Mumbai October 9 (Economic and Political Weekly): Just a fortnight before it was due to host a summit that represents its ostensible coming of age on the global stage, India pulled out of an event that for it was the detritus of an unwanted past. The BRICS grouping (Brazil, Russia, India, China and South Africa) is India’s bold effort in league with like-minded countries, to step up to the world stage and bridge the power deficits emerging in the transition from a uni-polar architecture.
That clearly is where India wants to be, the kind of company it wants to keep. The West represents the apex of power aspirations, but Brazil, Russia, China and South Africa—which with India make up the BRICS grouping—are good company to keep, while awaiting a permanent place at the high table.
The last place India wants to be is in a neighborhood group where its aspirations for regional hegemony are constantly challenged by smaller countries, where even the internal concord essential to projecting external strength continually eludes it.
India’s disdain for the South Asian Association for Regional Cooperation (SAARC) and its embrace of new global fraternities of chosen nations is part of an effort to forge a new future by transcending geography.
Pakistan’s status as host was partly the trigger for India’s withdrawal from the SAARC summit scheduled for November. It was a form of messaging that the conclave would be pointless when India was in a state of undeclared war against another member state.
In its 31-year career, SAARC has held 18 summit level meetings, on average, one every 21 months. This does not speak of a spirit of great neighborly cordiality since the SAARC charter commits member states to annual summits. Every past cancellation of a summit has occurred at India’s instance, except for one occasion when Bangladesh chose to play the spoiler.
Even as it steps onto the world stage as an assertive and entitled player, several unfinished tasks remain in India’s neighborhood. Many of these are a legacy of colonial history and have eluded a resolution for close to seven decades of Indian independence.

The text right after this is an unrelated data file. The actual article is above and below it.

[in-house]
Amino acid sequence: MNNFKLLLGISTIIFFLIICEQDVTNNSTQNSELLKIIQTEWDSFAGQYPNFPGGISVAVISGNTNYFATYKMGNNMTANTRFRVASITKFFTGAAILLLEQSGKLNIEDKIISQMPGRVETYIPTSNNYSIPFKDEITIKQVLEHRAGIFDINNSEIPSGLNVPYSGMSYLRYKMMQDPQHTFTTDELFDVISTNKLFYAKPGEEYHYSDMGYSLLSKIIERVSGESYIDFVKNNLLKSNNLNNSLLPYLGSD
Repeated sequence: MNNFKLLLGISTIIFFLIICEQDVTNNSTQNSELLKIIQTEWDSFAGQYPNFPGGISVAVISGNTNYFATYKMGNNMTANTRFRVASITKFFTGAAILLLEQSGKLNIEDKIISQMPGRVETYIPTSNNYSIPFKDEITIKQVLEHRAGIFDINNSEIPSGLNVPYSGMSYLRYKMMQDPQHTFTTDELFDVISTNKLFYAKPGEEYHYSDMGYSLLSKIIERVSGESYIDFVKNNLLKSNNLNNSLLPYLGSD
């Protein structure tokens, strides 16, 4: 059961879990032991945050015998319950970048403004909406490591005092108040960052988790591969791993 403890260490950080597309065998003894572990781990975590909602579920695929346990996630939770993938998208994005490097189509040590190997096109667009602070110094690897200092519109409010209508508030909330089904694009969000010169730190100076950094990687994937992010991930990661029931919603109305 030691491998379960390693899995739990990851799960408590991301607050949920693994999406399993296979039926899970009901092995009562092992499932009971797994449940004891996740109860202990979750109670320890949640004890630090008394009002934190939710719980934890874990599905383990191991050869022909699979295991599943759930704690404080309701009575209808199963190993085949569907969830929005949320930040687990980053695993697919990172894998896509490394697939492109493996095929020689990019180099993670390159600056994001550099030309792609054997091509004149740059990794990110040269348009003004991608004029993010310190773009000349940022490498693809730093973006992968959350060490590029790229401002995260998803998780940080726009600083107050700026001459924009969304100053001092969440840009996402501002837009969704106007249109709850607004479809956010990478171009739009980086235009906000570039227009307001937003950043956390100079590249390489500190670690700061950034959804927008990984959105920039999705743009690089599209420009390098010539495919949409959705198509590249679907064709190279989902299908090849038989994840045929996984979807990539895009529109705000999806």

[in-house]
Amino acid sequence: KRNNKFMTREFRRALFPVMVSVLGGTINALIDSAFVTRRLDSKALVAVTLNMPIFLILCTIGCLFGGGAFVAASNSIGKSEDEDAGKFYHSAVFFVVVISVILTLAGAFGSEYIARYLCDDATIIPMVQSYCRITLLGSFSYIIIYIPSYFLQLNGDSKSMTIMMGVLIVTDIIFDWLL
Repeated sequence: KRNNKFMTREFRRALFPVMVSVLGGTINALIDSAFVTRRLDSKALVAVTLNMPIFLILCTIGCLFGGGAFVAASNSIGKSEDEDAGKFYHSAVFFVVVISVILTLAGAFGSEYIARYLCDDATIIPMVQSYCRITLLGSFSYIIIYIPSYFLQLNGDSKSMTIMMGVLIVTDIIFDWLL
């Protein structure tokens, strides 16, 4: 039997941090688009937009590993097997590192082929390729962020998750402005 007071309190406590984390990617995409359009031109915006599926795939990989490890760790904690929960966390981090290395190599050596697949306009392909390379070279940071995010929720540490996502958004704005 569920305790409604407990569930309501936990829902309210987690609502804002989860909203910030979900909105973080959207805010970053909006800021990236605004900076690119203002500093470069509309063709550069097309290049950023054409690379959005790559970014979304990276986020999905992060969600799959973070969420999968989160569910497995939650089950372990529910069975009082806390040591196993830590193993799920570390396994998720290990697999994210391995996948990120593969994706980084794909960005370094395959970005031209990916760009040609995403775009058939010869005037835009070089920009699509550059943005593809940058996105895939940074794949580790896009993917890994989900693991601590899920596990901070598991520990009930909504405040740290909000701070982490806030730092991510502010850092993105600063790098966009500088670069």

By virtue of size and location, India should be the political and economic fulcrum of the region, but the divisions with neighbors, born out of contentious recent history, run deep.
If SAARC is widely regarded as the most ineffective of regional economic groupings, the reasons have a great deal to do with India’s visible lack of enthusiasm for it. India made its skepticism clear from the very early days when SAARC was a distant glimmer in the eyes of regional statesmen. Precisely because of its centrality within the political geography of the region, India feared that a regional grouping could become little more than a forum for all neighboring countries to ventilate bilateral grievances. A South Asian grouping was a call to great political responsibility for which India was unprepared.
Former Indian foreign secretary J N Dixit, who spent a large part of his diplomatic career in South Asian posts and was a major player in the regional power architecture, has recalled in a memoir that India only consented to SAARC’s formation because the cost of not doing so was to be seen as “hegemonic and uncooperative.”
SAARC held its first summit meeting in 1985, with the specific understanding, written into its charter at India’s insistence, that it would not deal with any issue of a bilateral character. This, in effect, neutralized much of the potential of the regional grouping because South Asia’s political geography makes every issue, except the most anodyne, bilateral in nature, with India occupying one pole and the other countries by turn, the other.
The very first SAARC summit at Dhaka in December 1985 agreed on setting up study groups on terrorism and drug trafficking. Considering how the United Nations has struggled since long to arrive at a consensus definition on terrorism, SAARC was stepping into territory where agreement was a remote possibility. Expectedly, terrorism has become a stick ever since for the members to beat each other, rather than engage constructively.
Issues of human rights have rarely come up at SAARC meetings, though a recent summit did raise food security to a high priority. Where common perceptions are possible because of shared geographical features, such as South Asia’s mountains and rivers, resource competition has impeded action, even at the risk of irreparable ecological damage.
The difficulties of squaring ecological imperatives with contingent security calculations are evident in the matter of the Siachen Glacier, now over three decades under Indian military possession. An evacuation, it is widely believed, would serve a vital ecological purpose and also spare the armed forces of India and Pakistan undue budgetary stringencies and physical hazards. India has made a security calculation that an evacuation from Siachen would enable a strategic Chinese link-up between the Aksai Chin region—formally ceded to it by Pakistan—and the provinces of Gilgit and Baltistan, which it believes Pakistan has occupied illegally.
That this prickly security perception does not preclude an active engagement with China, both bilaterally and on the BRICS platform, makes it an irony of India’s current world power aspirations.